How to Improve Recruitment 

This page gives a summary of steps that you can take to improve your recruitment processes at the University. Steps are outlined and links are provided to take you to other relevant pages and resources for more detailed information.

The aim of our diversification work is to improve equality of opportunity to allow the best talent to work at our University. We are not setting quotas or introducing preferential treatment. We are working to remove barriers that people may face based on immutable characteristics. Our work is focused on traditionally underrepresented groups but the actions that are recommended will improve the recruitment process for everyone.

The steps outlined below involve the legal use of Positive Action.

Click here for more information on Positive Action

1. Write accurate ATJs

Ensure that the About the Job (ATJ) that you use aren't just recycled from old roles which may have become outdated. 

When reviewing an ATJ you should consider what skills and capabilities you are stating to be essential. This is not about lowering the bar; this is about communicating that applicants can transfer the skills that they have in other sectors into another area. E.g. An entry role in the Library may not need a degree in Librarianship if the skills required for the job are more to do with customer service. Thus that degree requirement may be desirable but not necessary and stating this can help to reach a wider pool of talent that also have the level of competence required.

The role you recruit for may not just be about what the immediate requirements are, you should also think about what future requirements may come in and what existing skills are present in your team. Take time to update them so that they are attracting exactly the type of talent that you need in the present and in the future.

Click here for more information on ATJs

2. Advertise roles to increase engagement

Advertising roles in the same places every time can result in the same pool of applicants being drawn on. For more senior positions, you may wish to use a specialist recruitment company to help get those important vacancies filled.

For most other roles, you can use the following website to promote them after they are live:

If you are interested in using the dashboard, the Equality Team will upload the role for you - please email us on once your vacancy is live on our normal eRec system.

You can also use your departmental social media accounts to promote roles. Tips on using social media in recruitment can be found here.

As the University and other organisations have moved to a more dynamic approach to working, it is important that you reflect on the needs of the role in terms of location and working pattern. Does the candidate need to be on campus all of the time? Or is the role open to other arrangements? This will help to attract people who are talented but might not be able to commit to being on campus all the time. This is a decision that should be made with your department. Signalling this dynamic approach to the working conditions in ATJs and job adverts will attract more talent.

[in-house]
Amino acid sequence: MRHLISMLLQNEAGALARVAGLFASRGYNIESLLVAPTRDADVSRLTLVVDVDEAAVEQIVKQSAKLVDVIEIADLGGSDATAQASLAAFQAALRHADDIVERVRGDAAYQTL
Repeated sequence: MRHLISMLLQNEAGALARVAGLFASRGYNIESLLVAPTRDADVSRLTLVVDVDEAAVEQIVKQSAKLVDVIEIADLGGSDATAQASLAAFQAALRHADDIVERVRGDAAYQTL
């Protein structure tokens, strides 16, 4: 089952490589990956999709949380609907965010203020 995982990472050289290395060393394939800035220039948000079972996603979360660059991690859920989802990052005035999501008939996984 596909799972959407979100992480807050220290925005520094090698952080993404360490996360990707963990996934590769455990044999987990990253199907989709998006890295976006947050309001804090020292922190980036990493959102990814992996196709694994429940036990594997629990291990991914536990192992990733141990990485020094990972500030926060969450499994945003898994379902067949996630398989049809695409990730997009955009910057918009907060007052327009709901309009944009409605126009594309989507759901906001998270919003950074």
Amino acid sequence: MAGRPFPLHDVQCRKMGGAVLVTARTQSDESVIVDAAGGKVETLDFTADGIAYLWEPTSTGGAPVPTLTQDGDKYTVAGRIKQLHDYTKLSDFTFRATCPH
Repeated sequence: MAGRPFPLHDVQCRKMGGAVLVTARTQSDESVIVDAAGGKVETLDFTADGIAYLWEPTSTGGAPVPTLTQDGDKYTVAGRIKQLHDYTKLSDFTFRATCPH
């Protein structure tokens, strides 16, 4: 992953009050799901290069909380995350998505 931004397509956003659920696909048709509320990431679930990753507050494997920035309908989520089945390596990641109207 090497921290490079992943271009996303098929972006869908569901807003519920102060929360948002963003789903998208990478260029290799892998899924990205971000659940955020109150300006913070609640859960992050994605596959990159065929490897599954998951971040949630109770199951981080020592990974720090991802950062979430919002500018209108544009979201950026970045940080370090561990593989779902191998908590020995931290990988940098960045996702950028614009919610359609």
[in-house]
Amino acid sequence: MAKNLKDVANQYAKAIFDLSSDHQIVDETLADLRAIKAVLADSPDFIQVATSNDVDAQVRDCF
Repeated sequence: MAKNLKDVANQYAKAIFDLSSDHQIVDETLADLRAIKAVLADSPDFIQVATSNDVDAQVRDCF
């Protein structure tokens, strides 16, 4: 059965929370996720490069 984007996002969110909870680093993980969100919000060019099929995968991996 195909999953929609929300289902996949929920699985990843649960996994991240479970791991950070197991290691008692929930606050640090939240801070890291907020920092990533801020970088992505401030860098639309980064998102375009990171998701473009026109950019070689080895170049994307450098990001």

3. Anonymous shortlisting

You could task someone who is not directly involved in the shortlisting or hiring process in your team/department to anonymise applications by removing their personal details such as name, sex, ethnicity etc. before shortlisting candidates.

This will ensure that details that are not relevant to the recruitment do not influence decisions being made. Anonymous shortlisting enables recruiters to focus on the skills, experience, and competence levels of the candidates and reduce the chance that stereotypes or confirmation bias play a role in the decision making processes.

Exceptions to this would be if the characteristic of the person is essential for the role, e.g. sex when wanting to hire a female security officer to conduct same sex searches.

There are also cases that relate to the Disability Confident Scheme which guarantees applicants who meet the criteria for the scheme and the essential requirements for the role, an interview.

4. Allow for reasonable adjustments

You should be ready to offer extra reasonable assistance to candidates should they make their requirements known to you. This can include taking simple steps such as:

  • conducting the interview at a location that is accessible to candidates who have mobility difficulties
  • helping candidates who have hearing impairments with quiet settings
  • offering an interpreter for those who communicate via sign language.

5. Avoid conformity bias

When shortlisting or interviewing candidates, it is important for recruiters to form their own judgement without influence from others. This is to avoid conformity bias which is the tendency where some people tend to say what they think others will say, or agree with what has already been said rather than form their own thoughts.

Conformity Bias can be reduced by scoring candidates independently until all candidates have been interviewed.

6. Judge candidates as individuals

Always remember that you are hiring on a case by case basis and so you should judge candidates as individuals. Any stereotypes that may exist or any statistics that you may be aware of about the most common types of people in that role/sector that you are hiring for should be irrelevant in the recruitment process. This is because individuals can go completely against the stereotypes.

Judging candidates as individuals will mean that people who do not fit any stereotypes are not discriminated against. 

7. Hire the best candidate

Make it clear in the application process and the ATJ that the best candidate will be hired.

Hiring the best candidate signals to everyone that when a person from an underrepresented group is hired, that they are done so because of merit. This instills confidence in the hiring processes and the University as no one is given unfair preferential treatment.